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Research: LOL

Alzheimer’s is not a bundle of laughs. But it isn’t without humour, most of which, in my view comes from the wacky (straw-clutching?) suggestions made by research projects and the journalists who report on them. It’s comic relief in disguise.

On 17 January The Daily Telegraph, for example, ran a short piece headed “Housework may protect elderly against dementia”. There, I knew it. I should have made My Loved One, when he was well, work far harder at vacuuming, mopping and scrubbing. Why did I waste all that money employing cleaners? When I’d stopped giggling and actually read the piece I learned that this was a twenty year US study which found that physical activity – even housework – can, for some people, keep Ms Alzheimer’s at bay. Not the same thing at all. It’s hardly an original observation either.

The Times (18 January) reported the same research with a different spin. What you mustn’t do, apparently, is to allow yourself to get frail. “Ageing badly” (whatever that means) makes people more susceptible to Alzheimer’s and other forms of dementia. Researchers measured their studied individuals against a “frailty index” (who knew?) and then brain scanned them when they were dead which is a bit, err, final.

Frailty thy name is dementia? I have to say that MLO is now frail by any standards but I’m not at all sure what he or I was supposed to do to prevent that. He was always active, ate healthily, drank only modestly and has never smoked.

Earlier this month a study in Rio de Janeiro was published. It identified a hormone produced by exercise which can, it seems, benefit mice with neuro-degenerative disease. Its production is linked to a gene which can be faulty. Having genetically engineered their hapless rodents to be susceptible to Alzheimer’s (which The Times cheerfully informs us leads to “brain atrophy and memory loss leading to dementia, disability and death”) by suppressing said gene, they then restored it – and bingo. Of course this sort of thing is never going to benefit MLO and it will be a long time, I presume, before it might help anyone else. It’s a lengthy road from mice to people. But it supports my contention that there’s an entertaining Alzheimer’s research story almost every day.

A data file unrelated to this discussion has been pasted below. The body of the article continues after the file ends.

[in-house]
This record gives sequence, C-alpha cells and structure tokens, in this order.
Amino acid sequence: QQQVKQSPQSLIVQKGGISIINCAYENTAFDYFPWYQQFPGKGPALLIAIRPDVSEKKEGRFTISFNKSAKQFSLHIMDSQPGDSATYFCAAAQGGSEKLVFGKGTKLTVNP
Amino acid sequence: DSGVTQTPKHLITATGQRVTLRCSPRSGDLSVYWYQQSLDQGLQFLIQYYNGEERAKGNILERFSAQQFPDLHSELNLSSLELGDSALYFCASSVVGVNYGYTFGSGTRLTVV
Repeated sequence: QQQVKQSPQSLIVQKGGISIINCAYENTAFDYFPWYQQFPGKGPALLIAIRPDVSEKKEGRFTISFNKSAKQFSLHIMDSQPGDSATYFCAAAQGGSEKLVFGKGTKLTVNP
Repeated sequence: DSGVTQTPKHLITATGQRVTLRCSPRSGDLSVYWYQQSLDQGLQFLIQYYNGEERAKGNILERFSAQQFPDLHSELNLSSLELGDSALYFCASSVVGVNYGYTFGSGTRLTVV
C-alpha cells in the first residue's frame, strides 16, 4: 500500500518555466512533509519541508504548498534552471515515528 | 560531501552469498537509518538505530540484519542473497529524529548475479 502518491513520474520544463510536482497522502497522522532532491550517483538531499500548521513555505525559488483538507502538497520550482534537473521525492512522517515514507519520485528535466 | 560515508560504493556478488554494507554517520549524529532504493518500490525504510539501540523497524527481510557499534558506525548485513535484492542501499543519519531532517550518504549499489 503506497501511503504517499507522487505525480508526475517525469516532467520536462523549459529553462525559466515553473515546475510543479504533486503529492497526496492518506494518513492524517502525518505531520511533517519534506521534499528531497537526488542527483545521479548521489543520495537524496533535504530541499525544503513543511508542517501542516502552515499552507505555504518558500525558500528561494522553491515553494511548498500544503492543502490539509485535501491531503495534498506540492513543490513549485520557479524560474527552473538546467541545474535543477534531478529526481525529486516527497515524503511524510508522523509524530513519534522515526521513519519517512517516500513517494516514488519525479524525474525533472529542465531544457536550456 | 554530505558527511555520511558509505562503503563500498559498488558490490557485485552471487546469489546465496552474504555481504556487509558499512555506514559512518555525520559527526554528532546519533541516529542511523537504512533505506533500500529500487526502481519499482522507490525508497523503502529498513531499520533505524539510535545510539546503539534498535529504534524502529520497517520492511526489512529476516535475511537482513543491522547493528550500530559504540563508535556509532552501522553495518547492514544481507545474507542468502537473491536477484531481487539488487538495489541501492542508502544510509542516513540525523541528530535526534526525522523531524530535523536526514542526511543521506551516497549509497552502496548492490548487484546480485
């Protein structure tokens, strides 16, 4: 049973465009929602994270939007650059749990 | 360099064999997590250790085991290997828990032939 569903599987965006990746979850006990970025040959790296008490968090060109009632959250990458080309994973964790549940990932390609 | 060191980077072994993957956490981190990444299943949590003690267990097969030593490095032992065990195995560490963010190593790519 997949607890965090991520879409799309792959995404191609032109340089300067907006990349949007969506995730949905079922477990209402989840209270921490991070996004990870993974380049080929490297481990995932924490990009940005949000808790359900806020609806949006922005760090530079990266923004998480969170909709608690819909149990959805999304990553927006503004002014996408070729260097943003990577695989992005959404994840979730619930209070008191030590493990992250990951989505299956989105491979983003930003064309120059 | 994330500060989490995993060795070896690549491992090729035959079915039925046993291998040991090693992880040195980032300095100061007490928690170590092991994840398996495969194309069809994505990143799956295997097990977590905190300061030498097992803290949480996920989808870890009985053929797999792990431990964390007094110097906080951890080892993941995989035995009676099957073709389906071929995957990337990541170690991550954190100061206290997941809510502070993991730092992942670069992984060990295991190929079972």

Meanwhile a Chinese research group has identified a gene variant that plays a key role in the development of Alzheimer’s in Han Chinese, the largest ethnic group in China. Apparently, until now, none of the genes linked with Alzheimer’s in European populations could be “validated” in Chinese equivalents. Golly, what a lot you learn when you get involved with this horrible illness.

Only this week, British research has suggested that blood tests – snappily known as “serum neurofilament dynamics” – can now spot Alzheimer’s etc up to ten years before symptoms arrive but only, at present, in those tragic “early onset”  cases where the disease kicks in, say, during the patient’s thirties or forties, I struggle to understand why it’s an advantage to know that, yes, you’re going to get a neuro-degenerative disease years before you do so since every medic or support worker you speak to stresses bluntly that “there is no cure”. It isn’t like cancer when early diagnosis can often get the thing zapped before it spreads.  But I suppose they know what they’re doing.

One day, maybe, there will be a real breakthrough although realistically it’s more likely that lots of different studies and approaches will come together to chip away at the illness and gradually reduce its effects. Miracle cures are (usually) the stuff of science fiction.

And it’s anyway far too late for any of it to make any difference to MLO who’s firmly on a downward trajectory whichever way you look at it. So, thanks research guys. Anything which makes me chortle – however ironically and hollowly –  helps in a tiny, unintended way. Laughter, best medicine and all that.

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Susan Elkin
Susan Elkin Susan Elkin is an education journalist, author and former secondary teacher of English. She was Education and Training Editor at The Stage from 2005 - 2016
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